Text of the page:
Alpha-1 antitrypsin protein protects the lungs from damage due to naturally occurring enzymes. When the protein is too low or non-existent, the lungs can become damaged, leading to difficulty breathing and, in about 75% of the people with the condition, emphysema. People with this disease are also at risk of developing cirrhosis.
What Are the Symptoms of Alpha-1 Antitrypsin Deficiency? The first symptoms of alpha-1 antitrypsin deficiency will usually be symptoms of its effects on the lungs, including shortness of breath or wheezing. Unexplained weight loss and a barrel-shaped chest, which is commonly associated with the presence of emphysema, are also signs of the condition. As the disease progresses, symptoms typical of emphysema or cirrhosis may appear, and include:
Swelling of the ankles and feet
Fluid in the abdomen (ascites)
How Is Alpha-1 Antitrypsin Deficiency Diagnosed and Treated? Physical signs, such as a barrel-shaped chest and respiratory problems, may lead your doctor to suspect alpha-1 antitrypsin deficiency. A blood test that tests specifically for the alpha-1 antitrypsin protein will help confirm the diagnosis.
There is no established treatment to cure alpha-1 antitrypsin deficiency but it can be treated by replacing the protein in the bloodstream. However, experts are not clear on how effective this technique is and who should receive it. Other approaches to treating alpha-1 antitrypsin deficiency involve treating the complications such as emphysema and cirrhosis. This includes antibiotics to combat respiratory infections, inhaled medication to make breathing easier, and diuretics and other measures to reduce any fluid build up in the abdomen.
Personal behavior, such as avoiding alcohol, quitting smoking, and eating a healthy diet, can also help keep symptoms and complications from becoming severe. Your doctor or dietitian can recommend a diet that is right for you.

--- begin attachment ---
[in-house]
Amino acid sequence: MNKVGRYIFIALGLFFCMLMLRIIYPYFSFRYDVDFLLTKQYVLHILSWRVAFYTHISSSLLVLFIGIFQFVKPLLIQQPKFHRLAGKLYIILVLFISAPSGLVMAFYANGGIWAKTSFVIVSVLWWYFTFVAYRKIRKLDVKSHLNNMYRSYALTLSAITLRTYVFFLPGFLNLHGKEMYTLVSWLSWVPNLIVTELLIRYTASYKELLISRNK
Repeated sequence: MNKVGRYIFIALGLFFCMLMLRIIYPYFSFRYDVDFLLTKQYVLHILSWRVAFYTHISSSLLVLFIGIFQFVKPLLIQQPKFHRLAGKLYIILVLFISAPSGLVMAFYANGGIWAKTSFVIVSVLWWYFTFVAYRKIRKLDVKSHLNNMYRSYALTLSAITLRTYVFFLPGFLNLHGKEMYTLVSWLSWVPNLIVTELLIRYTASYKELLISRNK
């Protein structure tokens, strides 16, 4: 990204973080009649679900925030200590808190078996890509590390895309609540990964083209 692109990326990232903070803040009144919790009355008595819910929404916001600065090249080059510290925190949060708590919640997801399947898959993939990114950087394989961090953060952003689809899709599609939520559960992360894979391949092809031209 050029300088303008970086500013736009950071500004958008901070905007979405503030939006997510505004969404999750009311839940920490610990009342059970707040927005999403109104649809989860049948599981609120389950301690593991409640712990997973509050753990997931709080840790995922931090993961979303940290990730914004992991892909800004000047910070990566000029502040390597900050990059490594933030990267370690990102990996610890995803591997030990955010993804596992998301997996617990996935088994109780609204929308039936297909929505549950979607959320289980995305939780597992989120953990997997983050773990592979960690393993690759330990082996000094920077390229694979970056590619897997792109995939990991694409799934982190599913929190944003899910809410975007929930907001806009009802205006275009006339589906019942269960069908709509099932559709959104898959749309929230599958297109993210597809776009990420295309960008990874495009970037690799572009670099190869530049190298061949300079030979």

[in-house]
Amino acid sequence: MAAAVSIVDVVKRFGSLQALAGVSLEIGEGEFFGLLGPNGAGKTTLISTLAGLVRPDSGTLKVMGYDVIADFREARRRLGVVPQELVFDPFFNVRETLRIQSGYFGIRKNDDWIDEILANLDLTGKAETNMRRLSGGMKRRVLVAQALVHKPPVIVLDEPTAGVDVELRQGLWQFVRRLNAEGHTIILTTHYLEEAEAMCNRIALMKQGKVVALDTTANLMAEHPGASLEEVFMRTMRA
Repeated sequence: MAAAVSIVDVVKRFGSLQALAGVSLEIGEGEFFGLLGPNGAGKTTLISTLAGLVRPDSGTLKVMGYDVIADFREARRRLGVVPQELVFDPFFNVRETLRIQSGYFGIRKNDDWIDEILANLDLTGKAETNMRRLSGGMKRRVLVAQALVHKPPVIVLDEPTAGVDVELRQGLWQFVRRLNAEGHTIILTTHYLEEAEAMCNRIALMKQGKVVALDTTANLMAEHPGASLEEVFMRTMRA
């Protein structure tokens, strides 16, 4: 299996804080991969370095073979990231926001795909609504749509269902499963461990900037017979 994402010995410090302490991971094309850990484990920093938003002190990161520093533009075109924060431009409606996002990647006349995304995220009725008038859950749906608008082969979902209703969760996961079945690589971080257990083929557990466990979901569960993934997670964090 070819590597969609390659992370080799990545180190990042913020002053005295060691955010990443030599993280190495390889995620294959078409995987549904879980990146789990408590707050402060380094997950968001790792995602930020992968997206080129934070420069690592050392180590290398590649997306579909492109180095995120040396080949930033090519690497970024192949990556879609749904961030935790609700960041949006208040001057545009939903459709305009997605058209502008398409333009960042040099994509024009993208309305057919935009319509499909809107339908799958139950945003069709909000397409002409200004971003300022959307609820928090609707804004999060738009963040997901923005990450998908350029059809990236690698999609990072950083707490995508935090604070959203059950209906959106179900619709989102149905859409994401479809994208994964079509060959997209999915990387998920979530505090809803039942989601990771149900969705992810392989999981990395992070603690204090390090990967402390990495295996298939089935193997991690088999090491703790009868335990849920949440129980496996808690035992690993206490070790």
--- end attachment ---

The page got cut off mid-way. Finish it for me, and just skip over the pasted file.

Because the disease affects the lungs, people with the condition are more prone to respiratory infections. Therefore both flu and pneumonia vaccinations are recommended to help prevent these infections. If you feel you are developing a cold or cough, contact your doctor so treatment can begin as soon as possible. Occasionally the lungs or liver deteriorates despite treatment. In such cases, liver transplantation may be advised.
Gilbert's syndrome (GS) Also called Gilbert-Meulengracht syndrome, GS is an increase in the bilirubin (hyperbilirubinemia) caused by a hereditary "disease" in which there is reduced activity by a certain enzyme that normally coagulates bilirubin. Coagulated bilirubin is then water-soluble, after which it is excreted as bile. Mild rises in bilirubin caused by GS can result in mild jaundice, found in about 5% of the population. Levels of bilirubin in GS patients are reported to be from 1.2 to 5.3 mg/dL. GS patients will have a ratio of unconjugated/conjugated (indirect/direct) bilirubin that is commensurately higher than those without GS are. While GS itself is considered harmless, it is clinically important because it may give rise to a concern about a blood or liver condition, which could be more dangerous.